The week before last there was unrest in Örebro. In two suburbs there were acts of vandalism, primarily cars being set on fire. It happened on successive nights and there were various arrests made. Since then there has been much introspection and handwringing in the local press, and I suppose in the community in general. How could such a thing happen in such a prosperous land as Sweden? The general feeling is that it is all about the growing gap between rich and poor, the feeling of dissatisfaction of some people in the community that they are badly off when others have it all.
Ours was one of the two suburbs affected by the unrest, which was labelled an “upplop” by the press. Upplop can be translated as “riot” which seems to me to be something of an overstatement. The so called riot in Brickebacken amounted to the burning of a number of cars by vandals who rapidly disappeared from the scene. There was no crowd of angry young men shouting and throwing stones and bottles. You could almost wonder if the actions were the result of boredom, rather than anger. The press made a lot of it, but the local inhabitants of Brickebacken were quick to say how safe and secure they feel despite everything.
The paper contributed with an article summarizing the social and economic differences between various suburbs of Örebro. A couple of things stood out. The richest suburb, Adolfsberg, has a disposable income per household of more than 3 times that of the poorest suburbs. It also has more than twice the number of people with a tertiary education, and half the proportion unemployed. Needless to say, only 9% of those living in Adolfsberg has a foreign background, compared with 77% of Vivalla, which is one of the poorest suburbs.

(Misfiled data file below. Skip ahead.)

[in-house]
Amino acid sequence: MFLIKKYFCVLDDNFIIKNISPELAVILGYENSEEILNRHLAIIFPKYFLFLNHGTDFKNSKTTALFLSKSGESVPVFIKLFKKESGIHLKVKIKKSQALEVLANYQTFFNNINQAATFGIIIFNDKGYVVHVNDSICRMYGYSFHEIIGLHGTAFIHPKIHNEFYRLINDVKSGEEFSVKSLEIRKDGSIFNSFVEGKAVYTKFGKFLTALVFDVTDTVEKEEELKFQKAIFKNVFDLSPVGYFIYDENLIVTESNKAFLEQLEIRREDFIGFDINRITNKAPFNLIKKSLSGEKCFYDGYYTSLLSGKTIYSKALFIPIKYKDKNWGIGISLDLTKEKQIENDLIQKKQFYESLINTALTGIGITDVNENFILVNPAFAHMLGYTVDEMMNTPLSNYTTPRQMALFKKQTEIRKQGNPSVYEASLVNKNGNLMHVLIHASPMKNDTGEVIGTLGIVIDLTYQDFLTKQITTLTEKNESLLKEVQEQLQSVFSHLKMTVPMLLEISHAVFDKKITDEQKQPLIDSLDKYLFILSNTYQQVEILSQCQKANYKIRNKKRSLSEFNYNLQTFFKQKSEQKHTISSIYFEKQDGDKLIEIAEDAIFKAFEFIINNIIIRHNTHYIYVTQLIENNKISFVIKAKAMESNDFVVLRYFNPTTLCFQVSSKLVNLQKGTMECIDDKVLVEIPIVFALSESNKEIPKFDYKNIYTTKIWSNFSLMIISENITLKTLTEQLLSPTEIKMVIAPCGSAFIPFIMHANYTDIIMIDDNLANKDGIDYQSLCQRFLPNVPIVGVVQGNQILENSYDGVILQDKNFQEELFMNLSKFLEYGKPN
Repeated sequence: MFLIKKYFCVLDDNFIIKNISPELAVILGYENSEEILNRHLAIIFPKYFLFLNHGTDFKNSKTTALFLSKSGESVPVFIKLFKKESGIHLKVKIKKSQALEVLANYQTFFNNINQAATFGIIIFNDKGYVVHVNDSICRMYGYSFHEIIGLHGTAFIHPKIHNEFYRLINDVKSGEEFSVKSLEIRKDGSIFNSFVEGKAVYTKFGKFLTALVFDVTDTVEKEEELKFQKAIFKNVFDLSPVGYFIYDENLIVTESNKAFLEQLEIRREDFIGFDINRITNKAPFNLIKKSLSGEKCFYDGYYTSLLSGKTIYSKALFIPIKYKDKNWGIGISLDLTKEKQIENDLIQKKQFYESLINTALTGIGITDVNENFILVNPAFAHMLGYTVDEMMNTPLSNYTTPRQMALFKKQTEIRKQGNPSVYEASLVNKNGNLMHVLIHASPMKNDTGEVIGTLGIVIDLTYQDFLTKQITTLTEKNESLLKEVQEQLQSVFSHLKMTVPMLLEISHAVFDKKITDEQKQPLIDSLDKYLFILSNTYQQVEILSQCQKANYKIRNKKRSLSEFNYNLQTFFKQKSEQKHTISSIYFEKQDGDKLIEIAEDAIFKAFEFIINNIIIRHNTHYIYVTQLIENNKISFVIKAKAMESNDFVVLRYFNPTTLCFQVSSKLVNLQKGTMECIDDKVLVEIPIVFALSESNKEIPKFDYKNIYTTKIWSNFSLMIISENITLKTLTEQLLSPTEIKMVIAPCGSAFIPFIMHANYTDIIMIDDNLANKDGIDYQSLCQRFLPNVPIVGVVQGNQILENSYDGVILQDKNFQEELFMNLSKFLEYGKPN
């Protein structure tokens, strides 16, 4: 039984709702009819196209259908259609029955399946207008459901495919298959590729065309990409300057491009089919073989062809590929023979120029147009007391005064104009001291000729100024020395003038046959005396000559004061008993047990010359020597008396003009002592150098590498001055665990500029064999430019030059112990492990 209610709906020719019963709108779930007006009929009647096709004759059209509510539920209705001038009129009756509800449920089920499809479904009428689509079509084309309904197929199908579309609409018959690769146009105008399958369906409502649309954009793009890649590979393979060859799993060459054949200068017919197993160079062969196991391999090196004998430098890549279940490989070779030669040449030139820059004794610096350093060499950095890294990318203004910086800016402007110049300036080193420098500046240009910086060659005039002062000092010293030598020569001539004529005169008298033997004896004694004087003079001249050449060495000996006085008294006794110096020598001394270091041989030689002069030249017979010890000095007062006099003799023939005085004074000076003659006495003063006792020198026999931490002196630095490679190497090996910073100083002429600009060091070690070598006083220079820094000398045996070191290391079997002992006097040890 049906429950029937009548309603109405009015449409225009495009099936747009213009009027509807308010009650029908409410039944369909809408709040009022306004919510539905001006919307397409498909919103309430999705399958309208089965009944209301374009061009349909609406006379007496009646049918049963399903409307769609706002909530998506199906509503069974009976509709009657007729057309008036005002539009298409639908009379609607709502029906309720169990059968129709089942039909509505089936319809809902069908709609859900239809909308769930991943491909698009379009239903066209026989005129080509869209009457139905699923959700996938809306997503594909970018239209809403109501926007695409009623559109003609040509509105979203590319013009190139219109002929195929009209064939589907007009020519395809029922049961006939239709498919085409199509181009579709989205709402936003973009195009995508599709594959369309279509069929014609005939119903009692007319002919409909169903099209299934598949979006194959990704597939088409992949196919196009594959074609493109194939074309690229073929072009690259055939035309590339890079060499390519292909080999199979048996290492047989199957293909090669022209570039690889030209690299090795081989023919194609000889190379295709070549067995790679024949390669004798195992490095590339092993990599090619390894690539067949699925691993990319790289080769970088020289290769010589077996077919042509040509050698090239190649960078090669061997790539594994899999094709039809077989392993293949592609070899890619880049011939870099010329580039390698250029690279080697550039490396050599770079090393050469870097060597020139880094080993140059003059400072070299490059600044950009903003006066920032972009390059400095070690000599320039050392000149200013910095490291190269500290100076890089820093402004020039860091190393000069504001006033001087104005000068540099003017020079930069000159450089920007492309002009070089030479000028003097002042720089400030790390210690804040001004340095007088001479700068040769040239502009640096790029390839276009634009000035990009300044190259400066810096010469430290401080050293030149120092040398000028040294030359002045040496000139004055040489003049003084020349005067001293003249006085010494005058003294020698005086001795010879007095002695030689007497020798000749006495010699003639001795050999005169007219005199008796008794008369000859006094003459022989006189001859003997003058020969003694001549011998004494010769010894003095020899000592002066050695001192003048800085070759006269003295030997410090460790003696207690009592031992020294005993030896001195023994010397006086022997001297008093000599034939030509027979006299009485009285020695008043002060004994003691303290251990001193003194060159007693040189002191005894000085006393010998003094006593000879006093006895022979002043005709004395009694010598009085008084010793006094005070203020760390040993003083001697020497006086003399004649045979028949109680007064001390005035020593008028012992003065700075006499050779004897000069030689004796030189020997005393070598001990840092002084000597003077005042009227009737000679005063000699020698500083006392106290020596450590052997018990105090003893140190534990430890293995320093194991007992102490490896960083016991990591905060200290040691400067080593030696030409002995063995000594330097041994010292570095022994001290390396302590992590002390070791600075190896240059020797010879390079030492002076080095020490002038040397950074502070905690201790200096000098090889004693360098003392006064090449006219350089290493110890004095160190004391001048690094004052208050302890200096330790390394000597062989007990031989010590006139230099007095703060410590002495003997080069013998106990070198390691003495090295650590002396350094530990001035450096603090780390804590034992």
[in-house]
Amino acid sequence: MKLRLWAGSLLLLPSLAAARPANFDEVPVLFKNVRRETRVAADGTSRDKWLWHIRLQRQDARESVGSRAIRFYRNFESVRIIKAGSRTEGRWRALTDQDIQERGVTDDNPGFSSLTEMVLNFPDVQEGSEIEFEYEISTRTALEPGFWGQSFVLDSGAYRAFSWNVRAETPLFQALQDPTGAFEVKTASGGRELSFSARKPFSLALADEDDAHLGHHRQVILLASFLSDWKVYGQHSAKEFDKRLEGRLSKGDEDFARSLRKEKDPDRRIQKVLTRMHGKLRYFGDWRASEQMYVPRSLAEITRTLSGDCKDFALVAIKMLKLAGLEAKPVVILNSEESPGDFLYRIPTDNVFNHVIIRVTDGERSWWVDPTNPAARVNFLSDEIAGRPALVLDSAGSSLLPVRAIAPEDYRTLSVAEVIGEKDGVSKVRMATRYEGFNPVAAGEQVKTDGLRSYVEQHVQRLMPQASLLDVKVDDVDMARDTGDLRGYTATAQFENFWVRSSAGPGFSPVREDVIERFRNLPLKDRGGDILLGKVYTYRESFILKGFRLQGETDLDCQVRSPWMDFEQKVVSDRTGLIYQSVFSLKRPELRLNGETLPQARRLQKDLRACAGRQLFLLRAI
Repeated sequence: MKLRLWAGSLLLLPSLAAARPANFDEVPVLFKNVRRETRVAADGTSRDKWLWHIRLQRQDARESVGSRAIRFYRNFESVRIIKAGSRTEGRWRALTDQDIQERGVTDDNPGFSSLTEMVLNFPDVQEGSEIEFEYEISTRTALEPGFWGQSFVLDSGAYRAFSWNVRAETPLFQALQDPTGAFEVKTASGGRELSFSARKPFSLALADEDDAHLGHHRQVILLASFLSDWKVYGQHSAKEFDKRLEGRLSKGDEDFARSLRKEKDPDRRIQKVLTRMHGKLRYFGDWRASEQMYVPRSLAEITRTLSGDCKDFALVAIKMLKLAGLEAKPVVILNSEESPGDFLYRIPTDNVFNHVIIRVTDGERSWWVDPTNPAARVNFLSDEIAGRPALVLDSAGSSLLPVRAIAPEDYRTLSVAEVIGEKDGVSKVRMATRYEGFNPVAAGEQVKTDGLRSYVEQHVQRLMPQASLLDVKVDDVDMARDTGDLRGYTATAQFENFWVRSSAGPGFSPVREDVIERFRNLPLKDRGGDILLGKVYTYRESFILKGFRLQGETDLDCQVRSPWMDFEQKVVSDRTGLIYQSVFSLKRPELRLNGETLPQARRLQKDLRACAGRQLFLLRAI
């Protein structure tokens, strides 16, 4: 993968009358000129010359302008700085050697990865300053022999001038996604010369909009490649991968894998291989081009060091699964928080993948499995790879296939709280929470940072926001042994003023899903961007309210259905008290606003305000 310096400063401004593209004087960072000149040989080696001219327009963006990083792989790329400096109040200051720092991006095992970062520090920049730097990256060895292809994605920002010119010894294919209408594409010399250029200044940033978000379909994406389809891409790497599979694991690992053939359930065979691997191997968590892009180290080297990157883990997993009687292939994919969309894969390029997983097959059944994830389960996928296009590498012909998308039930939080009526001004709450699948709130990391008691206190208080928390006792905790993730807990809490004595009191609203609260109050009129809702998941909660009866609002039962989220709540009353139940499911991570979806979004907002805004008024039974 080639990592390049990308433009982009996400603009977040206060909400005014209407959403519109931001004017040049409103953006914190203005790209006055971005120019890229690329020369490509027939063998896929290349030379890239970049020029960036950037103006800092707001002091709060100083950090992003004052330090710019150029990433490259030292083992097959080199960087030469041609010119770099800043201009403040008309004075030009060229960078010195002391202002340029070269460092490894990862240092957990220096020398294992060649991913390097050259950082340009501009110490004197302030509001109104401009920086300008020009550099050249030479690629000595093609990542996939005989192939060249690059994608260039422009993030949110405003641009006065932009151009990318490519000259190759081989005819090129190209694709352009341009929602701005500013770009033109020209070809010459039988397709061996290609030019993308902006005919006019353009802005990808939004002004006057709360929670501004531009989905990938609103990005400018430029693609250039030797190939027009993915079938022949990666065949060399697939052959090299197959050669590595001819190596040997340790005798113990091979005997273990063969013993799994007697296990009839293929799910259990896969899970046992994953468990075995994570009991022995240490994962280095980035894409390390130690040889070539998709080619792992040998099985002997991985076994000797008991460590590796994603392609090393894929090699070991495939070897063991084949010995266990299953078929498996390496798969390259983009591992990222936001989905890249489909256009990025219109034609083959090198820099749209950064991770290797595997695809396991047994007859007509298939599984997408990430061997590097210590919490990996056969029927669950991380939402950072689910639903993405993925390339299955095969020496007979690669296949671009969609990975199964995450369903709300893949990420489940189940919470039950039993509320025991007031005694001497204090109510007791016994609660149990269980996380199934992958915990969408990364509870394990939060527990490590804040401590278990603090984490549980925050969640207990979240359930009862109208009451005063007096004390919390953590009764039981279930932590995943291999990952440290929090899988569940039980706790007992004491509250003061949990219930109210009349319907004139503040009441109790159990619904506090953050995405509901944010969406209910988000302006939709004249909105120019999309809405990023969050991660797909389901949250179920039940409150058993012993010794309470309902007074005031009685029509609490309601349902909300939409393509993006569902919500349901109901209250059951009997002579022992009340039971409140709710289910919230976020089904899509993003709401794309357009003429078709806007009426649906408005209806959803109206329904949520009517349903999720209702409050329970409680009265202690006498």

Brickebacken, where we live, is not the poorest suburb though the average household income is still less than half of that in Adolfsberg. It is however, one of the most immigrant dominated areas, with some 53% coming from outside Sweden. Vivalla and Brickebacken were the two suburbs of Örebro affected by the so called riots.
Local politicians were asked for their opinions about the causes of the unrest, and their suggestions of solutions. The general consensus seems to be that the underlying problem is “utanförskap” – literally translated as “outsidership”. The perpetrators, like many in the community, feel outside. The solution, therefore, is to reduce this feeling of being outside. How to do that? Various ideas have been floated, but the general consensus is that educational opportunities need to be improved, free time activities need to be provided, especially for youth, and unemployment needs to be reduced, to give people more income, and to give them something to do with their time.
I read another editorial the other day which commented on Sweden as being, according to an international survey, one of the happiest nations in the world, with only a couple of other nations ahead of it (one of which was Australia!). The article wondered what happiness really is. Interestingly, I am fairly sure that the rich-poor divide in Australia is significantly greater than in socialist Sweden, even if according to the survey Australians as a group have it better than Swedes. I also remember seeing a documentary a few years ago about poverty in the UK, where the richest people earn up to 300 times the poorest, so a threefold difference in Örebro seems fairly trivial.
There is no doubt that a huge gap between rich and poor creates resentment and envy, a feeling of injustice. The revolutions of the last two hundred years bear witness to that. Neither is there any doubt in my mind that feeling like an outsider leads to discontent and depression. We all desire to “belong” and we all want a meaningful existence, where we do something worthwhile and where we are rewarded for our efforts. There are too many people who have neither a sense of purpose or belonging in our society. Helping people to gain that must surely be one of the major tasks of our times.